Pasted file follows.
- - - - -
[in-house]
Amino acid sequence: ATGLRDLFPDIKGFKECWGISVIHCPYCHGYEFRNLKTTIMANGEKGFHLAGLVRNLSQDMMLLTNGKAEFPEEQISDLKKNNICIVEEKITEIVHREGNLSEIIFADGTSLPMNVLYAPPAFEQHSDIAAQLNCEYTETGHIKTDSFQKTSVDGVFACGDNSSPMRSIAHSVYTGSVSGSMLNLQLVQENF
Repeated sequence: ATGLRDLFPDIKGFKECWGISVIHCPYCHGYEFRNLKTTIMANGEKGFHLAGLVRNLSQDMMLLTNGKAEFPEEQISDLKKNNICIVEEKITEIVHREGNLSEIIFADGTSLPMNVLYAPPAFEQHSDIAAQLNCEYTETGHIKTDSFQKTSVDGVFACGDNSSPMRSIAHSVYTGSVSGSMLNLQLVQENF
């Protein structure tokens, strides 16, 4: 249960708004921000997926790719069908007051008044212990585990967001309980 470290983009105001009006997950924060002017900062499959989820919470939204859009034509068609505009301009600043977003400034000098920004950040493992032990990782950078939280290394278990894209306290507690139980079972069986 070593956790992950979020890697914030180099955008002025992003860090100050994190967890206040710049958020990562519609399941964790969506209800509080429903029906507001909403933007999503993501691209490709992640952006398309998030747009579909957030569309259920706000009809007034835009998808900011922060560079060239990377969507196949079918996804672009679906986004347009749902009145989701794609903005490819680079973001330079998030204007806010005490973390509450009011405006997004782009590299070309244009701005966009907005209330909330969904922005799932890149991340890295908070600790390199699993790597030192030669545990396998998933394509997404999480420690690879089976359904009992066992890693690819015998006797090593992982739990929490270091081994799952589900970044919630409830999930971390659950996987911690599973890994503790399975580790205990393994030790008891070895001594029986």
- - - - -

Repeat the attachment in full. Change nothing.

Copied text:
[in-house]
Amino acid sequence: ATGLRDLFPDIKGFKECWGISVIHCPYCHGYEFRNLKTTIMANGEKGFHLAGLVRNLSQDMMLLTNGKAEFPEEQISDLKKNNICIVEEKITEIVHREGNLSEIIFADGTSLPMNVLYAPPAFEQHSDIAAQLNCEYTETGHIKTDSFQKTSVDGVFACGDNSSPMRSIAHSVYTGSVSGSMLNLQLVQENF
Repeated sequence: ATGLRDLFPDIKGFKECWGISVIHCPYCHGYEFRNLKTTIMANGEKGFHLAGLVRNLSQDMMLLTNGKAEFPEEQISDLKKNNICIVEEKITEIVHREGNLSEIIFADGTSLPMNVLYAPPAFEQHSDIAAQLNCEYTETGHIKTDSFQKTSVDGVFACGDNSSPMRSIAHSVYTGSVSGSMLNLQLVQENF
């Protein structure tokens, strides 16, 4: 249960708004921000997926790719069908007051008044212990585990967001309980 470290983009105001009006997950924060002017900062499959989820919470939204859009034509068609505009301009600043977003400034000098920004950040493992032990990782950078939280290394278990894209306290507690139980079972069986 070593956790992950979020890697914030180099955008002025992003860090100050994190967890206040710049958020990562519609399941964790969506209800509080429903029906507001909403933007999503993501691209490709992640952006398309998030747009579909957030569309259920706000009809007034835009998808900011922060560079060239990377969507196949079918996804672009679906986004347009749902009145989701794609903005490819680079973001330079998030204007806010005490973390509450009011405006997004782009590299070309244009701005966009907005209330909330969904922005799932890149991340890295908070600790390199699993790597030192030669545990396998998933394509997404999480420690690879089976359904009992066992890693690819015998006797090593992982739990929490270091081994799952589900970044919630409830999930971390659950996987911690599973890994503790399975580790205990393994030790008891070895001594029986």